[00:08:44] And of course, regular doctors will look at you. Like you're crazy and say, that's not true, but it happens every day. We see it's an everyday miracle. So I love that you came down this path and you became so passionate about gut health. And I think to me, it makes sense why you focus on having the autoimmune disease or diseases focused on gut health, but I don't know that's gonna make sense to everyone.
[00:09:11] Can you help them make that link betweeut health and autoimmune disease.
[00:09:15] Absolutely. So. There are three things that are necessary for an autoimmune condition to happen. And one is a genetic predisposition for that particular autoimmune disease. So some people's bodies will attack one, some one organ, some people's bodies will attack a different organ.
[00:09:32] Then you need to have a leaky gut or intestinal permeability, which means that the tight junctions in your intestines are not holding together or there are holes through actual cells in the intestines that are letting. Both toxins, undigested, food, bacteria, body parts, all sorts of things that your immune system is going to then start attacking.
[00:09:54] And then you activate the immune system like this. And that's what inflammation is in essence. And when you have undigested gluten proteins in particular or gliadin, it's called is the protein in gluten. It resembles the cells in your thyroid gland and your body will attack this protein and then also create antibodies that attack your thyroid.
[00:10:19] So in essence, it's a, what they call molecular mimicry or some sort of confusion in your body where it starts attacking itself. So that's always at the root of all autoimmune diseases. Yes.
[00:10:30] So if you have an autoimmune immune disease, I always tell people by definition you have a gut problem and people will say to me, well, My gut works just fine.
[00:10:39] I eat, I poop. I don't have loose stool. I'm not constipated. I don't get indigestion gas, bloating. And they say, I don't have a gut problem. I say, yes, you do. If you have a autoimmune disease, you've got a gut problem. So where is the disconnect? Why do people seemingly have no gut symptoms? But they have a gut problem, help us understand that.
[00:10:58] Well, sometimes I think what happens is there's a balance of bacteria in the gut, such that your stool looks okay, right? Like maybe, you have some constipating bacteria and you have some loosening bacteria and together they've canceled each other out. But that doesn't mean that you don't have a leaky gut.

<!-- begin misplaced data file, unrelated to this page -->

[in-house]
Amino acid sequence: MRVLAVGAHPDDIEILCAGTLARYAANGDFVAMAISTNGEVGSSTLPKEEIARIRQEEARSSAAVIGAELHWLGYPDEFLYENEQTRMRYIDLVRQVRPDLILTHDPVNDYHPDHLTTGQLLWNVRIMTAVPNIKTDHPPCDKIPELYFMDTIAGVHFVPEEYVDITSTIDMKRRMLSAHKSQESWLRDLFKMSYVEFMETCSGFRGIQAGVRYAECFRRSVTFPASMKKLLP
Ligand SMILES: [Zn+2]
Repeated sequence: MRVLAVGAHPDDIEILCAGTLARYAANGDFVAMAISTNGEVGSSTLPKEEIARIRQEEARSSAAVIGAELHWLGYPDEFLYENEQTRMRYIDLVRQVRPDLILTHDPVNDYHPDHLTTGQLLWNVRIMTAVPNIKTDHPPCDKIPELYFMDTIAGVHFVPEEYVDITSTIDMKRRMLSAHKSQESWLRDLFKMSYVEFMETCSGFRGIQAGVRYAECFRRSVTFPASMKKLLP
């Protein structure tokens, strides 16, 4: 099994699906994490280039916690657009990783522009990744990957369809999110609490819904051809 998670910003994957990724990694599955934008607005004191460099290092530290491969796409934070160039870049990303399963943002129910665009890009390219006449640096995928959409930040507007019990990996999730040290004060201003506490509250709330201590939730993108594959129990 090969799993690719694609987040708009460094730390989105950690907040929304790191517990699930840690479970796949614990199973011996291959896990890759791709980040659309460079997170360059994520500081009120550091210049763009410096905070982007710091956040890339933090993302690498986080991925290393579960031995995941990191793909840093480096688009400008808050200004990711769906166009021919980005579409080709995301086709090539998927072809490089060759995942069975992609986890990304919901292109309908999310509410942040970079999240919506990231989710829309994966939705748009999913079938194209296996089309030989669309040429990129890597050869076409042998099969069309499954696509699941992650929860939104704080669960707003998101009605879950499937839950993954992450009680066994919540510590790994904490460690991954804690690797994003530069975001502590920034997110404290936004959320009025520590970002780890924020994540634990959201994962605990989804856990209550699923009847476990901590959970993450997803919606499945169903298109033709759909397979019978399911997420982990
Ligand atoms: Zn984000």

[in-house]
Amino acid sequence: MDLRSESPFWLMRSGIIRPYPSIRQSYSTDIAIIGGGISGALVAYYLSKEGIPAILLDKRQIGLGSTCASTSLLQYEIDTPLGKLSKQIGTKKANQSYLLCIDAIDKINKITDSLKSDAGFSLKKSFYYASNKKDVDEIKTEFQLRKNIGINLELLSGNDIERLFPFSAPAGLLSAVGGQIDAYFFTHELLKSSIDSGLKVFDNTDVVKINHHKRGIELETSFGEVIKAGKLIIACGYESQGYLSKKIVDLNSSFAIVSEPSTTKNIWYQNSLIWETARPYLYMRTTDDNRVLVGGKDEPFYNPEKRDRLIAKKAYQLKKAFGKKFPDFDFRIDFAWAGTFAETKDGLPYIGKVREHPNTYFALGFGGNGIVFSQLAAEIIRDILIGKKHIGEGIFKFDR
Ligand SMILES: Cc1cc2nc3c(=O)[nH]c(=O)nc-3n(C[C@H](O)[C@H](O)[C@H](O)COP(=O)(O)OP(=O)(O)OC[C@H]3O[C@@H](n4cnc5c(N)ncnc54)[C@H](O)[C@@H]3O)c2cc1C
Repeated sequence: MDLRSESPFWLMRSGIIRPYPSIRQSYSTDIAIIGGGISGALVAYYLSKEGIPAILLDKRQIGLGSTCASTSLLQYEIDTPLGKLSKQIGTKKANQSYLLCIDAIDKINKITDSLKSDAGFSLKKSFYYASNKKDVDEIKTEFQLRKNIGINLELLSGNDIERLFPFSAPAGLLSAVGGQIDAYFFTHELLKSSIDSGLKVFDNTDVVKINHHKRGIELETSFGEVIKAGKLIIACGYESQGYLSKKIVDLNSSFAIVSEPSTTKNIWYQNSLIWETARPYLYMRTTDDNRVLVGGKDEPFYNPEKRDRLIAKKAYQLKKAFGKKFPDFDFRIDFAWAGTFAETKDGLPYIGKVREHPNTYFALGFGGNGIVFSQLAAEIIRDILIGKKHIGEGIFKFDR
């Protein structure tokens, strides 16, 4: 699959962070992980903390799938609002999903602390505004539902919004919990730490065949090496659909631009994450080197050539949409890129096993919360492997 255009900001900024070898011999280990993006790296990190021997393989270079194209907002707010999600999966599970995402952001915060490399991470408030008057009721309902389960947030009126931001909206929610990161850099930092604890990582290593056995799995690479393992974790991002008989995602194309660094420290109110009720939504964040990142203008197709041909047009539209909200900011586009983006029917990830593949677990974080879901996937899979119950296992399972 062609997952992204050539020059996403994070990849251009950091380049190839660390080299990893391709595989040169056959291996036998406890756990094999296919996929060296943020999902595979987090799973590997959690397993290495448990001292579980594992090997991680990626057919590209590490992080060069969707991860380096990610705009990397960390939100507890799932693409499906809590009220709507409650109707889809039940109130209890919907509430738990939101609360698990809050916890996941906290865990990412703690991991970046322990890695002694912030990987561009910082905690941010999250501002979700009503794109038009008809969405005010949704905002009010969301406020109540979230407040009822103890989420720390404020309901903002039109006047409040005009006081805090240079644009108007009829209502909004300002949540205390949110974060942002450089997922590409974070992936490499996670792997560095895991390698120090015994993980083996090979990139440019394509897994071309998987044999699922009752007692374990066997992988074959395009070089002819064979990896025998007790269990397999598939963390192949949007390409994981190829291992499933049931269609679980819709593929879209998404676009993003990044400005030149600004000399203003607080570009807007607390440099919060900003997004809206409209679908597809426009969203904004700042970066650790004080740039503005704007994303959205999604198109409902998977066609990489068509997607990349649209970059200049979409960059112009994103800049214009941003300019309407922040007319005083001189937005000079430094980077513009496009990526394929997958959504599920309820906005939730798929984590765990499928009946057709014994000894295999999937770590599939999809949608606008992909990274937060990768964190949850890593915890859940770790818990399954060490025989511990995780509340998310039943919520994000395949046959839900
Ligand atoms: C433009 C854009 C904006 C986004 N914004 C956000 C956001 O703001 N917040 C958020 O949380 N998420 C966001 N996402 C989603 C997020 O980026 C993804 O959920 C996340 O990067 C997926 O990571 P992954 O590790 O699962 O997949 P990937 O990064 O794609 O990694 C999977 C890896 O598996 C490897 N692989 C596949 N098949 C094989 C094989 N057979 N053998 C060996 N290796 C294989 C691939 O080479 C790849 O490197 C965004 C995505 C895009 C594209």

[00:11:16] Typically there is some sort of gut infection causing leaky gut, but it doesn't necessarily. I mean, you could have toxins that are also in play or mold or things like that, but in general, something is causing your gut to be leaky. So, you know, it's interesting because sometimes I will see people's gut tests for potential stool donors for fecal transplants.
[00:11:39] And. And I'll say, oh no, you can't take this person's stool. They may have good stool, and they may seem healthy and have good digestion, but it's just full of problems. Like, I mean, they have, you know, major pathogens that you'd never wanna take on. So just because you don't have any obvious gut problems doesn't mean something's not gonna show up on a test, right?
[00:11:58] Yeah. I mean, you may not overtly have symptoms, but that doesn't mean that on a microscope or on the micro level, you're not having problems you are. If you have an autoimmune. Yeah. So you mentioned testing, let's start with that. Cause a lot of people, you know, they're used to going to their regular doctor and what happens at their regular doctor.
[00:12:19] Oh doc, I have indigestion after I eat. No tests are done and they're given a proton pump inhibitor or Hey doc, I can't poop. No tests are done. And then they're given some pro motility agent for their gut. Hey doc, I alternate diarrhea, constipation. oh, diagnosis of exclusion. You have irritable bowel syndrome.
[00:12:39] Mm-hmm and they're put on anti-spam. So they're not used to doing gut stool tests. And I remember when I first started doing this work and I started with my gynecologic patients and I told them they needed to do a stool test and they would look at me like I was crazy. What are you talking about? Well, you need to poop in this pie plate and send it off to scoop it into these little tubes and send it to the lab.
[00:13:01] And they're like, what? I'm not doing that cuz no doctor ever asked them to do that. mm-hmm so talk about, you know, the testing, maybe what are some of your favorite tests to do and what it shows you and how people can get comfortable with this idea of pooping in the pie plate?
[00:13:21] Well, I have to say the people who come to me have no problem giving up their stool for a test because they are coming typically with gut issues.